// … other code elided …
  synchronize = notConcurrent(async () => {
    let data = await this.gatherData();
    // more processing
    await this.sendDataToServer(data);
// time A:
synchronizer.synchronize(); // => a promise
// a few seconds later, but before the sync has finished:
synchronizer.synchronize(); // => the same promise as before, no additional sync triggered


Promises behave like a sequential code and provide the sequence you need.

// This would be very difficult with callbacks
  .then(user => {
    return fetchJSON(`/users/${}/relatives`);
  .then(relativeIDs => {
    let promises = => {
      return fetchJSON(`users/${id};`);
    return Promise.all(promises);
  .then(relatives => console.log(friends));
  .then(user => {})
  .then(relativesIDs => {})
  .then(relatives => {})
  .catch(error => {
    console.error("And error occurred.");
function* generatorFunc() {
  let result = fetch("/users");
  // Pause execution by yielding
  yield result;
// Later something caused us to resume
console.log(`We're back!`);
function* generatorFunc() {
let result = fetch('/users');
// Pause execution by yielding
yield result;
// Later something caused us to resume
console.log(`We're back!`);

Java uses locks to protect certain parts of the code executed by several threads at the same time. Java maintains synchronization between locks and threads which is necessary to maintain reliable communication between threads.

For web app development projects, both Java and JavaScript works fine. If you ask for the best one, then Java works faster than JavaScript because of its thread to thread memory sharing which is faster than the JavaScript interprocess communication.

Java vs JavaScript — Class-Based or Prototype

Java is a class-based language that follows a blueprint and class-based relationship wherein all the properties are mentioned in a class and inherited by the instance of that class. Whereas, JavaScript is a prototypical language that allows all objects to inherit directly from the other objects of coding.

Java uses constructor functions:

class Foo {}
Typeof Foo // ‘function’

JavaScript uses the prototype chain to wire a child code

constructor.prototype’ to wire a parent code.

These steps are used to create parent/child hierarchies available in JavaScript OO design.

Why is inheritance important? Class inheritance is a “reuse code” mechanism that provides a way for different kind of objects to share code. Let’s look at an example where sayYourName() didn’t exist when the object was declared and was added at runtime.

// name property is added at declaration
var obj = {
  name: "Mary"
//this would throw an error - sayYourName() is not declared yet
// we add a new property at runtime
obj.sayYourName = function() {
  console.log("My name is " +;
// and now it works

There are many ways and patterns of creating objects and names in both Java and JavaScript. The best one is to use a prototypical way in JavaScript wherein objects should inherit from objects without any middleman.

Java vs JavaScript — Static or Dynamic Type of Checking


JavaScript is a scripting language that uses a dynamic form of coding and safety of codes verified at runtime. Java uses static type of checking where variables are checked at compile-time. In both the languages, it is important for a programmer to specify the integer type, string type, double type, etc. of the variable they create for coding.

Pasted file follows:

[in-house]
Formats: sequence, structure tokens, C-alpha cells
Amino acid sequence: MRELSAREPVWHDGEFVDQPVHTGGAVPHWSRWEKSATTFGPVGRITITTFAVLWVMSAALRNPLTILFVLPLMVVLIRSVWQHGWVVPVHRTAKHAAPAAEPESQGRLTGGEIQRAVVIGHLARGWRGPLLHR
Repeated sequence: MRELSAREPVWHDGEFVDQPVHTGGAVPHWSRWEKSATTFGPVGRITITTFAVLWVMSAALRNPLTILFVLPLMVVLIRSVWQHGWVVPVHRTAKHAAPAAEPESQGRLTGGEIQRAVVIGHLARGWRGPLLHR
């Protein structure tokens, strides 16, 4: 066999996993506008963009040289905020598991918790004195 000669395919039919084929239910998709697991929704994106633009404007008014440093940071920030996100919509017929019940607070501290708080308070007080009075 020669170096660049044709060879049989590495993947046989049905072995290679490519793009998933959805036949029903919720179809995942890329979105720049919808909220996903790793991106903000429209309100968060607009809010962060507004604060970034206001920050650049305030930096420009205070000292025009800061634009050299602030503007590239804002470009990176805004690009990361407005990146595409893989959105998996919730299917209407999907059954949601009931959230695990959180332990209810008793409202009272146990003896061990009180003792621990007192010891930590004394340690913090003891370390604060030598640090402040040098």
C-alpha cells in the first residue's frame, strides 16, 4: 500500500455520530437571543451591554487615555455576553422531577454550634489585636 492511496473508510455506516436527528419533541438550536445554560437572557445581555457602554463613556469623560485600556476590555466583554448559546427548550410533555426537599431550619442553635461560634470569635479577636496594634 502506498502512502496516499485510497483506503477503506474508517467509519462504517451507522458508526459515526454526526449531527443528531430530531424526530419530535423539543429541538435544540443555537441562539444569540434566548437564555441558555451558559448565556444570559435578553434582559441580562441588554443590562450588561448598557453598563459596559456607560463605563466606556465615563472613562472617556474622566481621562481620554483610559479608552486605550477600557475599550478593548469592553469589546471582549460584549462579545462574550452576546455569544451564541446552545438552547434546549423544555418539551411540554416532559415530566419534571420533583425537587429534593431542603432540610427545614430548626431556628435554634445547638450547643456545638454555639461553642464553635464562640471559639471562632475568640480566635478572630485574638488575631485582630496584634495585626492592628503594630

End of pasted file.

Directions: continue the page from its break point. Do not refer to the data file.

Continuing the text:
Java static type checking is recommended for programmers as it helps you specify the type of error early in the application development. And, because this compiler knows what data types are being used they can code at a much faster rate. If you want to automate your JavaScript development process then rent a coder at affordable rates.

The benefit of JavaScript dynamic type of checking is that you are free to assign types of function that improves the programmer’s productivity.

Java vs JavaScript — Support Options

Oracle provides support to users facing problems with Java software. Users can access Oracle’s Premium Java SE Support service to resolve the issues related to the Java platform, Java components, Java standard edition, etc. Online forums are also available for the Java developers.

When talking about Java vs JavaScript we can’t ignore that there are some similarities between these two languages.

Support for back-end development — Both languages can be used on the server-side and support back-end development technologies such as Node.js, JBoss, and Apache.

Support for front-end development — Java and JavaScript both support front-end development and are easy to embed into HTML coding. Both languages provide access to techniques in coding such as encapsulation, polymorphism, and inheritance.

What Should You Choose For Your Next Project?

You should go for Java if you want a mobile application specifically for Android. Java is also best for building web and desktop apps that run on servers, enterprise-grade software, big data analytics, building server-side technologies like GlassFishJBoss, etc.

You should consider JavaScript if your project involves the need for developing single page applications (SPAs), server-side technologies like MongoDBExpress.jsNode.js, mobile app development on React Native or PhoneGap, etc.

Final Words on Java vs JavaScript

I hope you have a clearer picture of the differences between Java and JavaScript. Without a doubt, learning these two languages Java and JavaScript will make a programmer more productive and this will lead to the creation of enterprise-grade web applications, e-commerce development, and also helps in the development of Java software solutions.

Ria Jaya Sharma HackerNoon profile picture
by Ria Jaya Sharma @R-Sharma.A Professional Writer and Blogger. 10 years of experience in the IT industry, article writing, and tech blogging.